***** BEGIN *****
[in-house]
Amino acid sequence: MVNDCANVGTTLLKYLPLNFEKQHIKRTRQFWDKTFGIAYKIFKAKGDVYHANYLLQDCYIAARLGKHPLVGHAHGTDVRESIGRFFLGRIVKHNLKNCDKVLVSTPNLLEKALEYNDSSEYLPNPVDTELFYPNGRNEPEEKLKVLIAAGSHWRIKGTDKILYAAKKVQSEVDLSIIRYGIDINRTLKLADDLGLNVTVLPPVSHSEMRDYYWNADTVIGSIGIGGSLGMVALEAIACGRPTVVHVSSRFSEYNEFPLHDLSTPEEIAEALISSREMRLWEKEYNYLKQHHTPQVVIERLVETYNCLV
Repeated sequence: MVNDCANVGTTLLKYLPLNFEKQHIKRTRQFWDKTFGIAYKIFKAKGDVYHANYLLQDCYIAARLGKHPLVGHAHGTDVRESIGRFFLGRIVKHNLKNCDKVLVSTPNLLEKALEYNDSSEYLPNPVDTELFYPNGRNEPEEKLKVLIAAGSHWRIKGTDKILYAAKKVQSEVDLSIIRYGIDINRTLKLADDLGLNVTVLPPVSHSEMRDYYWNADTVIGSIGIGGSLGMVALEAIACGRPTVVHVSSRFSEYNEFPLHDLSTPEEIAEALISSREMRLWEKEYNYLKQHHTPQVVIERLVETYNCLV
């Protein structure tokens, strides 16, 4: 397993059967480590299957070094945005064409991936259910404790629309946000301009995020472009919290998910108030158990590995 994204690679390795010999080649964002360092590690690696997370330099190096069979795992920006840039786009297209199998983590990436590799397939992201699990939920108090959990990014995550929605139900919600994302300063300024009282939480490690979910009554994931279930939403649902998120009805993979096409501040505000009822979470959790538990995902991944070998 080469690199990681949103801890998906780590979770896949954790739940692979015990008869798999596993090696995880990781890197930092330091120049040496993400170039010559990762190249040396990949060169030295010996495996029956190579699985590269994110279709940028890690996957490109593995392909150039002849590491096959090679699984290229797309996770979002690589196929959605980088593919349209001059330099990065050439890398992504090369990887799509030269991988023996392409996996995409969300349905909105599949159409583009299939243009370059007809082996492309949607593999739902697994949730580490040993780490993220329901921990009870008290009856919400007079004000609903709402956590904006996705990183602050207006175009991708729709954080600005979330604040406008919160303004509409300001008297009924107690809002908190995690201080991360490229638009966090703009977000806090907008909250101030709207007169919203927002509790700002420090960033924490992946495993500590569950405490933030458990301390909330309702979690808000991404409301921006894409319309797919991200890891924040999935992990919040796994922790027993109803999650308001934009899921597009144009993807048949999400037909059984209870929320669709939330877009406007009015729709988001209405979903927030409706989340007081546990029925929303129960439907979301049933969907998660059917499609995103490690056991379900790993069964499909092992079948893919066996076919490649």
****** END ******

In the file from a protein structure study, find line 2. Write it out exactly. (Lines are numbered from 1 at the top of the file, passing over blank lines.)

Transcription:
Amino acid sequence: MVNDCANVGTTLLKYLPLNFEKQHIKRTRQFWDKTFGIAYKIFKAKGDVYHANYLLQDCYIAARLGKHPLVGHAHGTDVRESIGRFFLGRIVKHNLKNCDKVLVSTPNLLEKALEYNDSSEYLPNPVDTELFYPNGRNEPEEKLKVLIAAGSHWRIKGTDKILYAAKKVQSEVDLSIIRYGIDINRTLKLADDLGLNVTVLPPVSHSEMRDYYWNADTVIGSIGIGGSLGMVALEAIACGRPTVVHVSSRFSEYNEFPLHDLSTPEEIAEALISSREMRLWEKEYNYLKQHHTPQVVIERLVETYNCLV